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First of all, the teachings of Gurdjieff and Ouspensky are not identical. Ouspensky became acquainted with Gurdjieff and his ideas as a well-known author and lecturer, so his early works are quite independent.
Among Ouspensky's early works, the most interesting, in my opinion, is the book “Tertium Organum”, dedicated to an attempt to rethink the scientific picture of the world under the influence of Kant's philosophy. A significant part of this work is directly devoted to the analysis of Kantian philosophy, and what Ouspensky is trying to do is to offer a view of the world that would follow from an honest, consistent and comprehensive acceptance of Kant's idea of the difference between phenomenal (given to us in perception) and noumenal (authentic) reality. According to Ouspensky, the natural sciences did not take Kant seriously, because they remained true to the belief that through the use of the scientific method, a scientist achieves a comprehension of true reality, while in reality science rather creates models that are more or less close to reality, but does not describe true reality in itself.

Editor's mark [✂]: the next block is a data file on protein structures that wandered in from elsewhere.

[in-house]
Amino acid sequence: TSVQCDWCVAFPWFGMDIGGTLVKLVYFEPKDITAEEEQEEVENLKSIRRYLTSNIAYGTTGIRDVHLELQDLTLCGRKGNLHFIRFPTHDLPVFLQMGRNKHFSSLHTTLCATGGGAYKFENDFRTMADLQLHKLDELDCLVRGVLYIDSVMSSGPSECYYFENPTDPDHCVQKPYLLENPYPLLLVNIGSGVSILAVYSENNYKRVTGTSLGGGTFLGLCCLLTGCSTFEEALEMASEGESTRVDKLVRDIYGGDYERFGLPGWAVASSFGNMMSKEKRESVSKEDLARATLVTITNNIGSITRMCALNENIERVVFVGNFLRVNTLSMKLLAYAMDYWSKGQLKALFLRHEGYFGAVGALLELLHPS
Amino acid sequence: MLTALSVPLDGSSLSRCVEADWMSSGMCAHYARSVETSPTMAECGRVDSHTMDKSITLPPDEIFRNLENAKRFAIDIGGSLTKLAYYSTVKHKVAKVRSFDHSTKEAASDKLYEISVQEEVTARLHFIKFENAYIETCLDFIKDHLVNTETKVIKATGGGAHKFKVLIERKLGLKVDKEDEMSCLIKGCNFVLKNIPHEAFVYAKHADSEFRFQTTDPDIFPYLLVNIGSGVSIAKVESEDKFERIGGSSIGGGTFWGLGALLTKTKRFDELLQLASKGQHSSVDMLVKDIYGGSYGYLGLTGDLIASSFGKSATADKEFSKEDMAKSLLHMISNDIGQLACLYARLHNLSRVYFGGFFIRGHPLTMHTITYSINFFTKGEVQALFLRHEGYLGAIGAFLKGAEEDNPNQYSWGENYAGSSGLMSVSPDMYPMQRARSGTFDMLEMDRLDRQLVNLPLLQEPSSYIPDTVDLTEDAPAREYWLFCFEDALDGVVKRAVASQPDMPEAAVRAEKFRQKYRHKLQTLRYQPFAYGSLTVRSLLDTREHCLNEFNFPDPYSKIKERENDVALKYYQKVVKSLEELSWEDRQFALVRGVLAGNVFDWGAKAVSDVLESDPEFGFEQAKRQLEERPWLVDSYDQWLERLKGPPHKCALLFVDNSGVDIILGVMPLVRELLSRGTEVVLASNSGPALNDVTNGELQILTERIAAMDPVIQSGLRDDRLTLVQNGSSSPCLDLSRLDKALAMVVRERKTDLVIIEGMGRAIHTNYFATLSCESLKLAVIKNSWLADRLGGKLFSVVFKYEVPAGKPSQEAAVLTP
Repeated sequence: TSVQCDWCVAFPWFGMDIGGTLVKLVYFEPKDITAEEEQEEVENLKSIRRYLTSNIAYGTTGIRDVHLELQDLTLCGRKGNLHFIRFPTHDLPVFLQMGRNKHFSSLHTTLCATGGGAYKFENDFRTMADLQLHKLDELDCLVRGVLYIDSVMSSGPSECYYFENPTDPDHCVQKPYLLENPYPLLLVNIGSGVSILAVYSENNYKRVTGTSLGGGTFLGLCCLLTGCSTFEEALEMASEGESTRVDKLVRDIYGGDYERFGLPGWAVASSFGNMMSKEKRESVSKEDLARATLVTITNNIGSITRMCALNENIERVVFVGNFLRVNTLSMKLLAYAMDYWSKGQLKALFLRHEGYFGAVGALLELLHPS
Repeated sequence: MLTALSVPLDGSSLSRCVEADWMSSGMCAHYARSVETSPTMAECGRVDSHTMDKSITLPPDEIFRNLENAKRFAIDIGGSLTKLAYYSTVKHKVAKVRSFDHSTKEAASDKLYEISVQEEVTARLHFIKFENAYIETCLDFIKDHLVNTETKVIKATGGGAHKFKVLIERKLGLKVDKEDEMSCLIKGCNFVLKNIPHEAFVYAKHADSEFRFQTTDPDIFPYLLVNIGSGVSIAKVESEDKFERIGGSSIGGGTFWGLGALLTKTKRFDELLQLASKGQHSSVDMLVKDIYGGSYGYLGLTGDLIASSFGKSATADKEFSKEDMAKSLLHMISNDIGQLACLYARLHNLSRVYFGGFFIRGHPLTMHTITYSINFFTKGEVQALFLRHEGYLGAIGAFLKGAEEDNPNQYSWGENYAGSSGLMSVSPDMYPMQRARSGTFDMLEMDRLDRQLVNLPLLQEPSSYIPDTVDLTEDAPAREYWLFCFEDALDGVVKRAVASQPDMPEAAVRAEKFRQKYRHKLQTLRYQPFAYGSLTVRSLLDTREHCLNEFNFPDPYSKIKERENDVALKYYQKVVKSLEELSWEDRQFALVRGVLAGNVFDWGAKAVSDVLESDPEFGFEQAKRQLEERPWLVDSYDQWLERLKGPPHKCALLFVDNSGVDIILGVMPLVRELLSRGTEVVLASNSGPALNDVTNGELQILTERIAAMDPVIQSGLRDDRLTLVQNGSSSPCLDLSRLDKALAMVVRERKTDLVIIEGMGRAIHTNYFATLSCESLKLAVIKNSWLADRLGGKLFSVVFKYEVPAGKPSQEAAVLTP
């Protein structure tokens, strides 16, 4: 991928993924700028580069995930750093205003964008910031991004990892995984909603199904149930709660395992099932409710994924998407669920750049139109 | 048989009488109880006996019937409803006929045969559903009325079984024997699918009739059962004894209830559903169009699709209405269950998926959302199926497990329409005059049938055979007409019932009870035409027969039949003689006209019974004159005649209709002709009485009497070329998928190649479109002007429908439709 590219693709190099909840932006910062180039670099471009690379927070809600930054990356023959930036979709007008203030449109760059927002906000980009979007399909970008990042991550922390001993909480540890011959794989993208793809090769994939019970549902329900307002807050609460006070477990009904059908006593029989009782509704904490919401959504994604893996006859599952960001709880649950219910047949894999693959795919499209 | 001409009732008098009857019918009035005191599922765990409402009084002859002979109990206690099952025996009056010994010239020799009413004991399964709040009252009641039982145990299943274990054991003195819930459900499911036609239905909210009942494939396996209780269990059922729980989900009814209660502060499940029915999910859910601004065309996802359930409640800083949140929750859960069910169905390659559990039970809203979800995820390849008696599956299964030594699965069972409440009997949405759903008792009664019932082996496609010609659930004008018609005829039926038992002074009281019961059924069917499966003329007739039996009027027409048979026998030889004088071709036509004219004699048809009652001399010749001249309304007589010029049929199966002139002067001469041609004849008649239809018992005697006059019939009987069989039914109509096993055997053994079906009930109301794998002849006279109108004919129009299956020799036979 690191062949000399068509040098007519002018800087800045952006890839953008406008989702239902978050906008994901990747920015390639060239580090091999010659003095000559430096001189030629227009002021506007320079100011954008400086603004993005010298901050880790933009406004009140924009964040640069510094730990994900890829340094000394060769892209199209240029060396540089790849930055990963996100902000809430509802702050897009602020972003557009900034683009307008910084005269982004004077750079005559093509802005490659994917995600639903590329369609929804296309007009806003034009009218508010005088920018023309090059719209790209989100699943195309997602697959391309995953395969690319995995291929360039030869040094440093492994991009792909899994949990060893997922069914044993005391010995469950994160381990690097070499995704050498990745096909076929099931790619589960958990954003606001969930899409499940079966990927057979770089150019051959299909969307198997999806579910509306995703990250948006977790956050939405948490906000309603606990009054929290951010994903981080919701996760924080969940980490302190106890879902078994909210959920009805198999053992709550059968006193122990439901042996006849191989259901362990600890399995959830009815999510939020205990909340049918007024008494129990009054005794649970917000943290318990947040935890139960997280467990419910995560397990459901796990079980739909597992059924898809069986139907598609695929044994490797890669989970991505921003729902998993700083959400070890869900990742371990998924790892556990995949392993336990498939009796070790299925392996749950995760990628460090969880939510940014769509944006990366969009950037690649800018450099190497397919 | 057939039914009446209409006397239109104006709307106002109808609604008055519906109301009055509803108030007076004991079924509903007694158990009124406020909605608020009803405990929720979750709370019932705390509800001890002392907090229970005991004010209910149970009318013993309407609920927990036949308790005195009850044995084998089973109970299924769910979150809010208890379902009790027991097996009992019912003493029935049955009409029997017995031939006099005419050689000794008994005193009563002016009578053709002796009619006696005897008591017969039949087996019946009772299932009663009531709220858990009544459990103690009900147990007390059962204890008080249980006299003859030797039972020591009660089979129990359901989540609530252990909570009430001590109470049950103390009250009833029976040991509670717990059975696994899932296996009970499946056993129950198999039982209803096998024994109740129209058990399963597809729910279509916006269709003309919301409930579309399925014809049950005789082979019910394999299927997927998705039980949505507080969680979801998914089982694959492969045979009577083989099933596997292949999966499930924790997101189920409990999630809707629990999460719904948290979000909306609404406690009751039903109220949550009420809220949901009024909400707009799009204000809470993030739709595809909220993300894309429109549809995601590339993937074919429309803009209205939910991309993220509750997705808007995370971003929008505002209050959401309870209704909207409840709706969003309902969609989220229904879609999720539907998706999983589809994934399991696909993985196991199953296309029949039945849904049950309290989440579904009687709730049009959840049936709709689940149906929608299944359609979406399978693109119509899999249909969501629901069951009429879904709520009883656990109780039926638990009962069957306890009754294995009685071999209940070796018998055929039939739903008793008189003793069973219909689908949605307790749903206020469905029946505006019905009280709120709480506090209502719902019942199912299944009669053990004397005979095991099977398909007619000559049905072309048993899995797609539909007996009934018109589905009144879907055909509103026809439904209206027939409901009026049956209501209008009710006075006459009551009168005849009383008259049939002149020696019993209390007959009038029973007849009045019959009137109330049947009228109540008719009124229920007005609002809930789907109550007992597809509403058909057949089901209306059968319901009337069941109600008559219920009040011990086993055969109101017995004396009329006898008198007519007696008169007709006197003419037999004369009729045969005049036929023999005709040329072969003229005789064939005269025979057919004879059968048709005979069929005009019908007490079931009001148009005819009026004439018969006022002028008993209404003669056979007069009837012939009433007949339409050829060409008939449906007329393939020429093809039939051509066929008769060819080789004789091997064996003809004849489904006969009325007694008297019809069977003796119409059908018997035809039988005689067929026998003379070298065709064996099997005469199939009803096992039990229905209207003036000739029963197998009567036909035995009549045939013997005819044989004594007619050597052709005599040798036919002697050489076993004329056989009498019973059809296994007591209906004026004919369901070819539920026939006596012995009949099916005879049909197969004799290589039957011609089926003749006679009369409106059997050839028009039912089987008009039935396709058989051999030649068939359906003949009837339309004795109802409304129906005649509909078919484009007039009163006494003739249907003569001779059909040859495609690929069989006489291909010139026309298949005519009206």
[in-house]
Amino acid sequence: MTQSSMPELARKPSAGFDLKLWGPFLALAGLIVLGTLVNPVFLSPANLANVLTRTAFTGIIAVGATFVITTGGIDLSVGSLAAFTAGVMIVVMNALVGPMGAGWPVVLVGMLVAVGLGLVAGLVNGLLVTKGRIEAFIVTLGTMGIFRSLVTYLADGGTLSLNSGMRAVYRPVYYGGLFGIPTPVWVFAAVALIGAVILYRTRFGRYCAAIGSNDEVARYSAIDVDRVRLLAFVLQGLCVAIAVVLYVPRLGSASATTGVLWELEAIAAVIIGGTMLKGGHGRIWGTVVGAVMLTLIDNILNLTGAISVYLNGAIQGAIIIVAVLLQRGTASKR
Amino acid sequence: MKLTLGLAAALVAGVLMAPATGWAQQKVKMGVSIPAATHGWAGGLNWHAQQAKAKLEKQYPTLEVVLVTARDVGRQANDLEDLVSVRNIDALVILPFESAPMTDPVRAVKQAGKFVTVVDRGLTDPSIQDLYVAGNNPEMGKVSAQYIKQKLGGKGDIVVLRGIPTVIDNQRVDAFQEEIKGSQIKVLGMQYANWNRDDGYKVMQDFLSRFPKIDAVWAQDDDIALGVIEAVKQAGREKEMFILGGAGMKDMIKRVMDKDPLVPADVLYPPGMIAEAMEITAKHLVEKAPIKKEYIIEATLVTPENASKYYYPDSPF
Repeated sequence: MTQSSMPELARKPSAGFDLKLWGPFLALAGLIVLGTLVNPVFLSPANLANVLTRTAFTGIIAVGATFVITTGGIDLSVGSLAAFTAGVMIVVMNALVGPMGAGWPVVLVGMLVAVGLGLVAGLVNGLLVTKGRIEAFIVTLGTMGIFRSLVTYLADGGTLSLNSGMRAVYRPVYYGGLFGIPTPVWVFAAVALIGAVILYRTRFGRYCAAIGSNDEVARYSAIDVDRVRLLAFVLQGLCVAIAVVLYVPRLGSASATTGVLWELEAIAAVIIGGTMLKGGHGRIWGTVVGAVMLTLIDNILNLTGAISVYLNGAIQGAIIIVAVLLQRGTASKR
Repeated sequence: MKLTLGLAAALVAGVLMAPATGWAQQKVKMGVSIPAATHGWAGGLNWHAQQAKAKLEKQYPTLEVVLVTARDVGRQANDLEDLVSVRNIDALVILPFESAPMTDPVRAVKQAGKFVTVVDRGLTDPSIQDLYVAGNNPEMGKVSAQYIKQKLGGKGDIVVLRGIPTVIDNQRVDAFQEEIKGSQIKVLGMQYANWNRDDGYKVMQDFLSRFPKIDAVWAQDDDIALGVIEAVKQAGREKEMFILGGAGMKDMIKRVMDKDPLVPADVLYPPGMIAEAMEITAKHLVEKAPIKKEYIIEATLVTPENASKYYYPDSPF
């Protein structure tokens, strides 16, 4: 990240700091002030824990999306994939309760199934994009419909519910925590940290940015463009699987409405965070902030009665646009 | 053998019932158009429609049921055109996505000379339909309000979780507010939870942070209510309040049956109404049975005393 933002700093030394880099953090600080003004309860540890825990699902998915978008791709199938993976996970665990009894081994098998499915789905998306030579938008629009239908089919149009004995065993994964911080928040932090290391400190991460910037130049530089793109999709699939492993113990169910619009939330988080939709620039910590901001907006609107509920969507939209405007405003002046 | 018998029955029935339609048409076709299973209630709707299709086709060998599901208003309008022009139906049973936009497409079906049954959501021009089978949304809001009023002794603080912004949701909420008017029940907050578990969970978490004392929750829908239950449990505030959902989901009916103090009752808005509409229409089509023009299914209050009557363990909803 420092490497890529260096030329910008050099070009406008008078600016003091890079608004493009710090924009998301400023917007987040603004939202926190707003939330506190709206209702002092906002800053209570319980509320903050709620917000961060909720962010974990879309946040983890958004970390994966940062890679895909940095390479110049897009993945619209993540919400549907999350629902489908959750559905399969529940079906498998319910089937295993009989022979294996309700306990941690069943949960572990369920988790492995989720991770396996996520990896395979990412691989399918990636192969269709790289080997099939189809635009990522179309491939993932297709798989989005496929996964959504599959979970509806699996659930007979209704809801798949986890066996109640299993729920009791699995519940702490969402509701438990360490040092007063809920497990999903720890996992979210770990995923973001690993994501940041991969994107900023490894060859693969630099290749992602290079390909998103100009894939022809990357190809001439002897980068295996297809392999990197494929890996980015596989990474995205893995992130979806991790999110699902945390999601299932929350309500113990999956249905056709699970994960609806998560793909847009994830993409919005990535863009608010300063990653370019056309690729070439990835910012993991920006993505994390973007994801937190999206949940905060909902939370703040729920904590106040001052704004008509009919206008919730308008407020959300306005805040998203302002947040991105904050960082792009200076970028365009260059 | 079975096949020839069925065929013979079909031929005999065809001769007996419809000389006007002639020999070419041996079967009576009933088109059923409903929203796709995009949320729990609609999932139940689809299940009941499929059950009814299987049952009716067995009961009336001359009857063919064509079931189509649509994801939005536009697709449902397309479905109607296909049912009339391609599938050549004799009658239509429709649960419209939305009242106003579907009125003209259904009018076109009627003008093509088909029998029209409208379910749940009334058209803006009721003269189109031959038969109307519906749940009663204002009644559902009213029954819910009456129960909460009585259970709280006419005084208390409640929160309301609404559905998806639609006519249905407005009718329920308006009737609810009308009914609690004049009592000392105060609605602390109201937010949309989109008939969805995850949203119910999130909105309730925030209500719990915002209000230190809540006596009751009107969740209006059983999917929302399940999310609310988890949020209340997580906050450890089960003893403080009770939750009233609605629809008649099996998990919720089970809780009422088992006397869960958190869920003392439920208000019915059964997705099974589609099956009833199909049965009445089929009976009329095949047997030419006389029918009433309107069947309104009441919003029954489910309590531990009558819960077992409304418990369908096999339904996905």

The title of Ouspensky's work is very significant in this sense: “Tertium Organum” is the “Third Organon”, and the first two ” Organons “are Aristotle's” Organon “and F. Bacon's” New Organon”. Both of these works defined the development of science for centuries: In Aristotle's Organon, the laws of classical logic were formulated and the model of science that humanity used from Antiquity to the end of the Middle Ages was given, and in Bacon's work, the concept of modern experimental natural science was formulated. Thus, one can imagine the scale to which Ouspensky aimed: he claimed that his work should form a new paradigm of natural science and generally offer a new view of the universe.
As for Gurdjieff's teaching, it is based on the doctrine of man as an “automaton”, a mechanism, which Ouspensky later adopted. Gurdjieff argued that all our actions are unconscious, automatic, and that in this sense people are not people, but only mechanisms, as today would say, robots. In other words, people do not act independently, but only respond to stimuli from the external environment, and you need to make a huge effort to do a truly independent act. It is the realization of such an effort on oneself that is the central idea of Gurdjieff's teaching.
Gurdjieff's ideas, like those of Ouspensky, were in tune with the philosophy and psychology of the early twentieth century. In particular, the theory of the machine-man has clear parallels with psychoanalysis, which also emphasizes that a person does what he does, mainly under the influence of unconscious reasons, but external to him. Rudnev in his book” Gurdjieff and modern Psychology “expressed a good idea about the similarity and difference between Gurdjieff's ideas and psychoanalysis: they perceive the psyche in a similar way, but psychoanalysis set as its goal to get a normal, “average” person, and Gurdjieff's teaching-to get, so to speak, a “superman”.